Ramblings: Reviewing a mock draft, top line Pasta, Janmark injury, and more.
A couple of nights ago I was fortunate to take part in a mock draft for theScore with other writers from around the industry, including Neil Parker from here on Dobber, Esten McLaren from theScore, Chris Meaney from FNTSY sports network, and others. It was a 10-team Yahoo league, but there was a wrinkle in the stats. It wasn’t a typical roto league where maybe three or four categories were for goaltenders. Rather, there were 12 categories total, and half of them were for goalies. There were goals, assists, points, power play points, shots on goal, and face-off wins for skaters, and games started, wins, goals against average, saves, save percentage, and shutouts for goalies.
I won’t pretend to know the thought process of other owners, so instead I will just speak as to why I drafted certain players at certain times. Here we go.
The fact that the goalies were half the scoring (this is a head-to-head league) changed my typical draft strategy. This is something that gets brought up constantly, but still seems to elude a fair amount of fantasy owners nonetheless: know your draft settings. I think more than any other fantasy sport, hockey can have wild swings in fantasy value based on settings. My typical draft strategy is to wait on goaltending, which means no teams that consist of Carey Price or Jonathan Quick, but rather Brian Elliott or Roberto Luongo. I knew, though, that goalies were of considerably higher importance than in a normal league. For that reason, this was my start out of the one-hole:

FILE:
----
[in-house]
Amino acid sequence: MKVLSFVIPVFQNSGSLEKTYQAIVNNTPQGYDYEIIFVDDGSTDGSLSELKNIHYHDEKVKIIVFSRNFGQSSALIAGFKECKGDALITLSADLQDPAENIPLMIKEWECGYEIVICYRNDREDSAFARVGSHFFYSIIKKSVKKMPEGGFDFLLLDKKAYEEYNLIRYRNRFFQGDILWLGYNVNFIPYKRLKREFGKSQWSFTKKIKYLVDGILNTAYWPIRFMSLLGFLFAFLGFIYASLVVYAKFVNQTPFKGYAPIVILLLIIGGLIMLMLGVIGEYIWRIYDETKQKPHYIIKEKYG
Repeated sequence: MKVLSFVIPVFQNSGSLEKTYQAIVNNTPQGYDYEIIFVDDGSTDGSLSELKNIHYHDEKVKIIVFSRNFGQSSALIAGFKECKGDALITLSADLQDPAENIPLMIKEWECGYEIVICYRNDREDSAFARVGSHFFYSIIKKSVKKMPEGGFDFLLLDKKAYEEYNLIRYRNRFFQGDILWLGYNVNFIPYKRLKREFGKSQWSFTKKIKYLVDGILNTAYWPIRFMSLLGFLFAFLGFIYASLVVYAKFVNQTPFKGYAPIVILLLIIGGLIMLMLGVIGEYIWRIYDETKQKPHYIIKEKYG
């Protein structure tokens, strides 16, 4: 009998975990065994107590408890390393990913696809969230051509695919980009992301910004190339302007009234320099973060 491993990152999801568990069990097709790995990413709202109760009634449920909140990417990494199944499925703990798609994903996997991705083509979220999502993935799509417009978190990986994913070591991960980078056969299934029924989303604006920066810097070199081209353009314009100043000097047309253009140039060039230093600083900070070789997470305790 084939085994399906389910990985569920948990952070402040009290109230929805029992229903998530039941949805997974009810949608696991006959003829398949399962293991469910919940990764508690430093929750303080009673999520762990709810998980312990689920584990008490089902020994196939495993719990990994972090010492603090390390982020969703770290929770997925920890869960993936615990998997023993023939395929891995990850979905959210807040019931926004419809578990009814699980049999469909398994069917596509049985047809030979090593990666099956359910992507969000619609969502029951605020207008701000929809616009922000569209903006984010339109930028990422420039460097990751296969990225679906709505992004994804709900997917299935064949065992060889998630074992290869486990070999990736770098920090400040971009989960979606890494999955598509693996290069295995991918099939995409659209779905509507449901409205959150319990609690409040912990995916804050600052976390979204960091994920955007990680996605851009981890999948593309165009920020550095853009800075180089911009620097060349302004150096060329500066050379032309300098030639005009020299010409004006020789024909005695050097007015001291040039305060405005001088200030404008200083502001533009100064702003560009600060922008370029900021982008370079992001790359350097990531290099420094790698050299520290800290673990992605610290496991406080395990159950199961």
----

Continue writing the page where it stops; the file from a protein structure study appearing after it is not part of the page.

This is something that I would never do in a typical roto or head-to-head league, but had no problem doing it in this setup. I locked down a stud centre for the points/face-off wins, and locked down two top-10 goalies. It was the exact start necessary in this format.